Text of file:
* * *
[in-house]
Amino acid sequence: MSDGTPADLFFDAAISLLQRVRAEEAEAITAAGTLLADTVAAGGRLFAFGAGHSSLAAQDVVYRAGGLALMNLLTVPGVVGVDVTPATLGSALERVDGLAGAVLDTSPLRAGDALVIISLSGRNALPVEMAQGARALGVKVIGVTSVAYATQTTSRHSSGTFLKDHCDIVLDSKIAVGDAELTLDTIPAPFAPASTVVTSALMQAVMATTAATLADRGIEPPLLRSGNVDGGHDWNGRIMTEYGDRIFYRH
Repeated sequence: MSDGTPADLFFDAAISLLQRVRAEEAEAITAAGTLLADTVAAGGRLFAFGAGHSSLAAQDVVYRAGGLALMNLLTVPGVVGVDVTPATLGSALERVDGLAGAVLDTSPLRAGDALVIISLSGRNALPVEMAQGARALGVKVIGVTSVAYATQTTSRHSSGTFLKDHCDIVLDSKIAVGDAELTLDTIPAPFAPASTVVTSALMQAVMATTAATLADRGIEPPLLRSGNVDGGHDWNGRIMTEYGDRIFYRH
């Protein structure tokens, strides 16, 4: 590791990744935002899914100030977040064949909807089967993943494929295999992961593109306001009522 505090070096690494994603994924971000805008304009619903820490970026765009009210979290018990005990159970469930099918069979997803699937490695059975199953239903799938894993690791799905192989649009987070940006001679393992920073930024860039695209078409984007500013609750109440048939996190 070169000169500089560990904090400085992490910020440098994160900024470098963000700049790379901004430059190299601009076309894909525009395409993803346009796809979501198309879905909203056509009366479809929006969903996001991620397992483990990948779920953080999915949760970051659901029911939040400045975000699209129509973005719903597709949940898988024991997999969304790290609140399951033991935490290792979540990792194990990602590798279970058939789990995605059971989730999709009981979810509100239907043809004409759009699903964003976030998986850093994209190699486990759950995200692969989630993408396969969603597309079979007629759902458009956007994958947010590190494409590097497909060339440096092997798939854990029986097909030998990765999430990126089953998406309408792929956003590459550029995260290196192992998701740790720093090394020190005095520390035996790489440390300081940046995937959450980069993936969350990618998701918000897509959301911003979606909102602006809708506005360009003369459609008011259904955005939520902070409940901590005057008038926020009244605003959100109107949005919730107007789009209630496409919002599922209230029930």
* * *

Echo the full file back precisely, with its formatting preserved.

[in-house]
Amino acid sequence: MSDGTPADLFFDAAISLLQRVRAEEAEAITAAGTLLADTVAAGGRLFAFGAGHSSLAAQDVVYRAGGLALMNLLTVPGVVGVDVTPATLGSALERVDGLAGAVLDTSPLRAGDALVIISLSGRNALPVEMAQGARALGVKVIGVTSVAYATQTTSRHSSGTFLKDHCDIVLDSKIAVGDAELTLDTIPAPFAPASTVVTSALMQAVMATTAATLADRGIEPPLLRSGNVDGGHDWNGRIMTEYGDRIFYRH
Repeated sequence: MSDGTPADLFFDAAISLLQRVRAEEAEAITAAGTLLADTVAAGGRLFAFGAGHSSLAAQDVVYRAGGLALMNLLTVPGVVGVDVTPATLGSALERVDGLAGAVLDTSPLRAGDALVIISLSGRNALPVEMAQGARALGVKVIGVTSVAYATQTTSRHSSGTFLKDHCDIVLDSKIAVGDAELTLDTIPAPFAPASTVVTSALMQAVMATTAATLADRGIEPPLLRSGNVDGGHDWNGRIMTEYGDRIFYRH
């Protein structure tokens, strides 16, 4: 590791990744935002899914100030977040064949909807089967993943494929295999992961593109306001009522 505090070096690494994603994924971000805008304009619903820490970026765009009210979290018990005990159970469930099918069979997803699937490695059975199953239903799938894993690791799905192989649009987070940006001679393992920073930024860039695209078409984007500013609750109440048939996190 070169000169500089560990904090400085992490910020440098994160900024470098963000700049790379901004430059190299601009076309894909525009395409993803346009796809979501198309879905909203056509009366479809929006969903996001991620397992483990990948779920953080999915949760970051659901029911939040400045975000699209129509973005719903597709949940898988024991997999969304790290609140399951033991935490290792979540990792194990990602590798279970058939789990995605059971989730999709009981979810509100239907043809004409759009699903964003976030998986850093994209190699486990759950995200692969989630993408396969969603597309079979007629759902458009956007994958947010590190494409590097497909060339440096092997798939854990029986097909030998990765999430990126089953998406309408792929956003590459550029995260290196192992998701740790720093090394020190005095520390035996790489440390300081940046995937959450980069993936969350990618998701918000897509959301911003979606909102602006809708506005360009003369459609008011259904955005939520902070409940901590005057008038926020009244605003959100109107949005919730107007789009209630496409919002599922209230029930």